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Hidden Costs of Buying a Used Car: Maintenance

When buying a used car, smart consumers recognize that hidden used car costs make the decision-making process more than simply getting a competitive price or a low monthly payment. Comparing vehicles based on selling prices and payment quotes is just one way to determine whether a vehicle will prove affordable during ownership. In addition to price and payment, variables that impact the total cost of buying and owning a used car include:

  • Cost to insure the vehicle
  • Fuel economy estimates
  • Maintenance and repair costs
  • Vehicle depreciation

To ensure your used car, truck or SUV provides maximum value at minimum cost, it is important to consider all hidden used car costs.

Insurance Premiums

Car insurance is one of the most expensive elements of vehicle ownership, and policy premiums depend on several factors, starting with the type of policy and the amount of coverage it offers. Insurance premium costs are also based on the car owner’s driving record, age, marital status and retirement status. Other factors include the car owner’s region of residence, whether the vehicle is garaged at night and the number of miles the vehicle is driven each year.

Insurance premiums also depend on the type and age of the vehicle. Costs vary among makes and models, and between body styles and trim levels of the same model. Typically, the newer and more performance-oriented the vehicle, the more costly it is to insure. issues an annual list of the least expensive models to insure. Using a search engine, we found the company’s list from 2009. It included the following models (listed in alphabetical order):

When deciding which used vehicle to buy, smart consumers will investigate the cost to insure the vehicles under consideration. Even after choosing a model, be sure to check insurance rates between different trim levels and powertrain choices. Also, don’t forget that increasing the amount of the deductible for the policy can help reduce premiums. The deductible is the amount of money the car owner will pay for repairs and expenses before the insurance company starts to pay.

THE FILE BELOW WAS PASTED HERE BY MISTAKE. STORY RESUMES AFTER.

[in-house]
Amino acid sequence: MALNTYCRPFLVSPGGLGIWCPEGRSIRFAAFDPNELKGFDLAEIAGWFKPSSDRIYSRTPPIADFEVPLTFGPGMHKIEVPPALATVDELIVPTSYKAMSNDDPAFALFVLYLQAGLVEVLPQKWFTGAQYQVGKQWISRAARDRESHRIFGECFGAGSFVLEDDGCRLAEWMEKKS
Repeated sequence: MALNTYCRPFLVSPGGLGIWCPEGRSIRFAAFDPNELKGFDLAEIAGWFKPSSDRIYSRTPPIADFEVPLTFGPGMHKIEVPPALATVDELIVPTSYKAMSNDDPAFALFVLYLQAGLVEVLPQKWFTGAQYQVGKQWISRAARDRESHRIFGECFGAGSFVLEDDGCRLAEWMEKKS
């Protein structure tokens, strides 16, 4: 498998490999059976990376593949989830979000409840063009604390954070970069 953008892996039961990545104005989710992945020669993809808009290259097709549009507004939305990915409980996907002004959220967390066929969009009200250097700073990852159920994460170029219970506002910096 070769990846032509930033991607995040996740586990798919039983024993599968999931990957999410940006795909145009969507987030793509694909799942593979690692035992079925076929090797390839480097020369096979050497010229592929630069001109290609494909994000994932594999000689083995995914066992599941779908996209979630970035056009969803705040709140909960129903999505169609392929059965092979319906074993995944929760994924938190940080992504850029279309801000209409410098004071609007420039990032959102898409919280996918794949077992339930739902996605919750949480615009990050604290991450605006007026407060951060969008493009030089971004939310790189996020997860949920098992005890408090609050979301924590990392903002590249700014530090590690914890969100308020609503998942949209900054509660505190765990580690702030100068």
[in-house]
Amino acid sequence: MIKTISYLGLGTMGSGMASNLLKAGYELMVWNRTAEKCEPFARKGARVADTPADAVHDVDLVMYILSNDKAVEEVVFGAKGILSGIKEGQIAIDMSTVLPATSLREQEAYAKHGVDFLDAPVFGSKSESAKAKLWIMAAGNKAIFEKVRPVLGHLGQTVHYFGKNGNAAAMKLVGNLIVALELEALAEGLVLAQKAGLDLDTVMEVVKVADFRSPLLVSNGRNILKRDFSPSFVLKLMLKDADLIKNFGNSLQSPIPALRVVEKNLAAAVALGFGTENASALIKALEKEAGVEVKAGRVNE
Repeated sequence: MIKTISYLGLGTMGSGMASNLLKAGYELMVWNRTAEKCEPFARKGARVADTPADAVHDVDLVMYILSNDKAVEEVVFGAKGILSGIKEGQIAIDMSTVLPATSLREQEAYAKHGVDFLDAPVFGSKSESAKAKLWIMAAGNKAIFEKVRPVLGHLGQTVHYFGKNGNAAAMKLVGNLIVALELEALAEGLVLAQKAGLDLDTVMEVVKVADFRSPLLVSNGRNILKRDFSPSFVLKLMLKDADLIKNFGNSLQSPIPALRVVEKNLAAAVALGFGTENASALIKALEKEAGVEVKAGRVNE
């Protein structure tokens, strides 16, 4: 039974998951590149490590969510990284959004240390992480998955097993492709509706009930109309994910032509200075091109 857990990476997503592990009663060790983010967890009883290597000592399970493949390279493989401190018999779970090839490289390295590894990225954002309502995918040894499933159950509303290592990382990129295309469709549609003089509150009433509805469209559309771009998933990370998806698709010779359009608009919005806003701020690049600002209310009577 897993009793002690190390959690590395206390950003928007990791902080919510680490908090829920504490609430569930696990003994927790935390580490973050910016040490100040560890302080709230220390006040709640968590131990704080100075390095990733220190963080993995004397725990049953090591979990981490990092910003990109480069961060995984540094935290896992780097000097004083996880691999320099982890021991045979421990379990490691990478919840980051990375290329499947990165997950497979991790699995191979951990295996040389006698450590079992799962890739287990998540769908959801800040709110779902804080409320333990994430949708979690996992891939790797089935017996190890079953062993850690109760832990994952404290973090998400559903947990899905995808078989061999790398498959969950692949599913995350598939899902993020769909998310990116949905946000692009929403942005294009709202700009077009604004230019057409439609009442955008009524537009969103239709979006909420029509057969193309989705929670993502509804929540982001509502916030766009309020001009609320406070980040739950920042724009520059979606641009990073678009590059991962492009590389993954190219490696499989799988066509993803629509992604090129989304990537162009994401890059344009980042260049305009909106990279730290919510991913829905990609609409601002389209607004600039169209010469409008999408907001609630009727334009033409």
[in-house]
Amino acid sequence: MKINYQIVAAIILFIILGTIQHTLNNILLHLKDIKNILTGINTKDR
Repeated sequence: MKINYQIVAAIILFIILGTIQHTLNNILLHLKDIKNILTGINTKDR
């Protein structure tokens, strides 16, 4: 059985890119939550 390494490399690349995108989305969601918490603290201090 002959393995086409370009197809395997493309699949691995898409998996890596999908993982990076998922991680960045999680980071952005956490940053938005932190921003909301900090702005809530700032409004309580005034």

Fuel Economy Ratings

As we’ve learned during the past decade, fuel prices fluctuate regularly. When they spike, the increase can have a detrimental effect on a household budget. Keeping this in mind, consumers should weigh their options when buying a vehicle, calculating the savings offered by alternative powertrain choices or the costs associated with upgrading to a larger, more powerful engine.

Let’s use the 2010 Ford Fusion to illustrate this recommendation, because the Fusion was originally offered with a 4-cylinder gasoline engine, a choice between two V6 engines and a gas/electric hybrid powertrain. We’ll also use a national fuel price of $3.29 per gallon, which is what says is the average price as this article is written.

A national AutoTrader search of used 2010 Ford Fusion models with a 4-cylinder engine shows that this model costs, on average, $14,900. The combined fuel economy rating is 25 mpg with an automatic transmission, which translates to an annual fuel cost of $1,974 when the car is driven 15,000 miles per year.

In 2010, the Ford Fusion was also available with a choice between two V6 engines paired with front- or all-wheel drive. The current market value for Fusion V6 models averages $17,200, and the average combined fuel economy rating is 21 mpg. A Fusion V6 driven 15,000 miles annually burns about $2,350 of unleaded gas every year.

Choose a 2010 Ford Fusion Hybrid and you’re going to pay about $18,795. The Fusion Hybrid’s combined fuel economy rating is 39 mpg, resulting in $1,265 in annual fuel costs over 15,000 miles of driving.

Based on Fusion models for sale today, the Fusion Hybrid is $3,895 more expensive than a Fusion with a 4-cylinder engine. However, the Fusion Hybrid also saves $708.62 annually in fuel expenses, so its price premium swings the overall value equation from negative to positive territory after five and a half years of ownership.

Comparing the Fusion Hybrid to a Fusion V6, the value equation is more compelling. The hybrid model saves $1,084.62 annually compared to the V6 model and costs just $1,595 more, on average, to buy. That means the Fusion Hybrid starts saving its owner money after just one and a half years of ownership, compared to a Fusion with a V6 engine.

Now compare the Fusion 4-cylinder with the Fusion V6. Not only is it $2,300 less expensive to purchase, it saves $376 annually in fuel expenses. During the first five years of ownership, that’s $4,180 extra for a buyer of the Fusion 4-cylinder.